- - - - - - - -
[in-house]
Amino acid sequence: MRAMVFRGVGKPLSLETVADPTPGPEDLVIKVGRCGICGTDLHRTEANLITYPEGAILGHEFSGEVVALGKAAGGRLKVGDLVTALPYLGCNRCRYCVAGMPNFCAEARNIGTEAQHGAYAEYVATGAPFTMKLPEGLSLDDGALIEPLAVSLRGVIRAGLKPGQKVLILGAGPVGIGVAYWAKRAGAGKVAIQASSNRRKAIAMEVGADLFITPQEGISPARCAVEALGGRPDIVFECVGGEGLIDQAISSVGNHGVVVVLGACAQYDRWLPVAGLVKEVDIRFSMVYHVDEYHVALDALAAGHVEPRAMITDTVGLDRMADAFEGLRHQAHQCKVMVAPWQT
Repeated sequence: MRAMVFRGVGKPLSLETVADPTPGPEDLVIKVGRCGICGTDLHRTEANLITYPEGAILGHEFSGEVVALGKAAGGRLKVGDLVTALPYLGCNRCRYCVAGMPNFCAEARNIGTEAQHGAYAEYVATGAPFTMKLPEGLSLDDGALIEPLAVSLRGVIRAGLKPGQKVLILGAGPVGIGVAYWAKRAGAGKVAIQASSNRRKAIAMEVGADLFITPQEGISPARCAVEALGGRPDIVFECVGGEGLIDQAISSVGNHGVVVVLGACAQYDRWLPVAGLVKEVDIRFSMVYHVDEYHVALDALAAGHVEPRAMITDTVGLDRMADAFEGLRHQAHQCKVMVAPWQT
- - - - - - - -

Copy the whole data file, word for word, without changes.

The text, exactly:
[in-house]
Amino acid sequence: MRAMVFRGVGKPLSLETVADPTPGPEDLVIKVGRCGICGTDLHRTEANLITYPEGAILGHEFSGEVVALGKAAGGRLKVGDLVTALPYLGCNRCRYCVAGMPNFCAEARNIGTEAQHGAYAEYVATGAPFTMKLPEGLSLDDGALIEPLAVSLRGVIRAGLKPGQKVLILGAGPVGIGVAYWAKRAGAGKVAIQASSNRRKAIAMEVGADLFITPQEGISPARCAVEALGGRPDIVFECVGGEGLIDQAISSVGNHGVVVVLGACAQYDRWLPVAGLVKEVDIRFSMVYHVDEYHVALDALAAGHVEPRAMITDTVGLDRMADAFEGLRHQAHQCKVMVAPWQT
Repeated sequence: MRAMVFRGVGKPLSLETVADPTPGPEDLVIKVGRCGICGTDLHRTEANLITYPEGAILGHEFSGEVVALGKAAGGRLKVGDLVTALPYLGCNRCRYCVAGMPNFCAEARNIGTEAQHGAYAEYVATGAPFTMKLPEGLSLDDGALIEPLAVSLRGVIRAGLKPGQKVLILGAGPVGIGVAYWAKRAGAGKVAIQASSNRRKAIAMEVGADLFITPQEGISPARCAVEALGGRPDIVFECVGGEGLIDQAISSVGNHGVVVVLGACAQYDRWLPVAGLVKEVDIRFSMVYHVDEYHVALDALAAGHVEPRAMITDTVGLDRMADAFEGLRHQAHQCKVMVAPWQT